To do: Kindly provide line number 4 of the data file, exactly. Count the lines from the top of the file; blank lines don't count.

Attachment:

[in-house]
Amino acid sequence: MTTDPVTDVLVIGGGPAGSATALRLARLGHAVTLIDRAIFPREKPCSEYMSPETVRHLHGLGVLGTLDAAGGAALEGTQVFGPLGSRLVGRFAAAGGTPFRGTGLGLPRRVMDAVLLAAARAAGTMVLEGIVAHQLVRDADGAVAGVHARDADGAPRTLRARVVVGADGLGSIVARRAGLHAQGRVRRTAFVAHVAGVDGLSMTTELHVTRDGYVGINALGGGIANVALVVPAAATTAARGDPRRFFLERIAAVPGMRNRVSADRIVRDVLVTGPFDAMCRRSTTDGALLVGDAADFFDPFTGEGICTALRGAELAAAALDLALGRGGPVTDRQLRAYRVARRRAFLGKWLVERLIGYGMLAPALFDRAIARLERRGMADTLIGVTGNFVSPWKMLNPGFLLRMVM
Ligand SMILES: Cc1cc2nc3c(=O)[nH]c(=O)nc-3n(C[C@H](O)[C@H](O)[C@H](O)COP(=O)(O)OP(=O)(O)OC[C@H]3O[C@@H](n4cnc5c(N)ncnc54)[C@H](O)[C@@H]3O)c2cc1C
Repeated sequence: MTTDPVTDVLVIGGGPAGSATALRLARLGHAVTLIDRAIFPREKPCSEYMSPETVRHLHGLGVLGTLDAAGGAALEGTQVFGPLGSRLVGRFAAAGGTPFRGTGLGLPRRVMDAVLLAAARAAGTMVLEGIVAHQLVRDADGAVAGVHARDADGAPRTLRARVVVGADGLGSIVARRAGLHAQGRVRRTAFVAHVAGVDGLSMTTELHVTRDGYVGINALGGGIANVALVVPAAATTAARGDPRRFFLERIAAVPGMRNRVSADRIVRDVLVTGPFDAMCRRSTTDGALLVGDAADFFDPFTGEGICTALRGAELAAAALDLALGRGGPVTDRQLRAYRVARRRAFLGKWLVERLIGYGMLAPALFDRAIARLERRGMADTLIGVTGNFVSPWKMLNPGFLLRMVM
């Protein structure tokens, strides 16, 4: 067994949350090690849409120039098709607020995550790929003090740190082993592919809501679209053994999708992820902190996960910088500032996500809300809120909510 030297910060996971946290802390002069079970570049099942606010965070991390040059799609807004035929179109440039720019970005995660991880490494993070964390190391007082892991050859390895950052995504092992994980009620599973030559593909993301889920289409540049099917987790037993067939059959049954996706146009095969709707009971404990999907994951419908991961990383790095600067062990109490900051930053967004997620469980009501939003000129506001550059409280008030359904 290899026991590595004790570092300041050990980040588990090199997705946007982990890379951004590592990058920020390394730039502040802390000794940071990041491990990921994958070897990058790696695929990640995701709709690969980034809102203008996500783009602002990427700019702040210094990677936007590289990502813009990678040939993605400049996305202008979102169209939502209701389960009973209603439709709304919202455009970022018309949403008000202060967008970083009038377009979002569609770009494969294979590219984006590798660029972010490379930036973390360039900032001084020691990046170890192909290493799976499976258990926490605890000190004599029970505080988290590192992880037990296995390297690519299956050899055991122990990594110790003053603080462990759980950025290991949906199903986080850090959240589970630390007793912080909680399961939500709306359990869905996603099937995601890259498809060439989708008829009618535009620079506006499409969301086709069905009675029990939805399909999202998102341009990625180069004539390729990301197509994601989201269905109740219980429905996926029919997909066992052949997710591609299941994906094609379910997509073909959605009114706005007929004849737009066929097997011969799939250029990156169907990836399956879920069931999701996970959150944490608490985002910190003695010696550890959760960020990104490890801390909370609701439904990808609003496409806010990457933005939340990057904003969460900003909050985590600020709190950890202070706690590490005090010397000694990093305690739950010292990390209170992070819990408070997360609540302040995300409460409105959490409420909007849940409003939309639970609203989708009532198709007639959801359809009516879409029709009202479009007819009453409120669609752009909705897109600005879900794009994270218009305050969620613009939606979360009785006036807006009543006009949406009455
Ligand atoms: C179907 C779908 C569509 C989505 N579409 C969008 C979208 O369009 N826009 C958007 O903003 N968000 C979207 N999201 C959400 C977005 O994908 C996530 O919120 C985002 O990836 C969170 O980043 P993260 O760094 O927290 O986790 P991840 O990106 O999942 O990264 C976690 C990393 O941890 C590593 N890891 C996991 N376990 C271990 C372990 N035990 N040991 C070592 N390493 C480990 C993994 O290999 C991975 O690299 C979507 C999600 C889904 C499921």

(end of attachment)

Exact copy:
Repeated sequence: MTTDPVTDVLVIGGGPAGSATALRLARLGHAVTLIDRAIFPREKPCSEYMSPETVRHLHGLGVLGTLDAAGGAALEGTQVFGPLGSRLVGRFAAAGGTPFRGTGLGLPRRVMDAVLLAAARAAGTMVLEGIVAHQLVRDADGAVAGVHARDADGAPRTLRARVVVGADGLGSIVARRAGLHAQGRVRRTAFVAHVAGVDGLSMTTELHVTRDGYVGINALGGGIANVALVVPAAATTAARGDPRRFFLERIAAVPGMRNRVSADRIVRDVLVTGPFDAMCRRSTTDGALLVGDAADFFDPFTGEGICTALRGAELAAAALDLALGRGGPVTDRQLRAYRVARRRAFLGKWLVERLIGYGMLAPALFDRAIARLERRGMADTLIGVTGNFVSPWKMLNPGFLLRMVM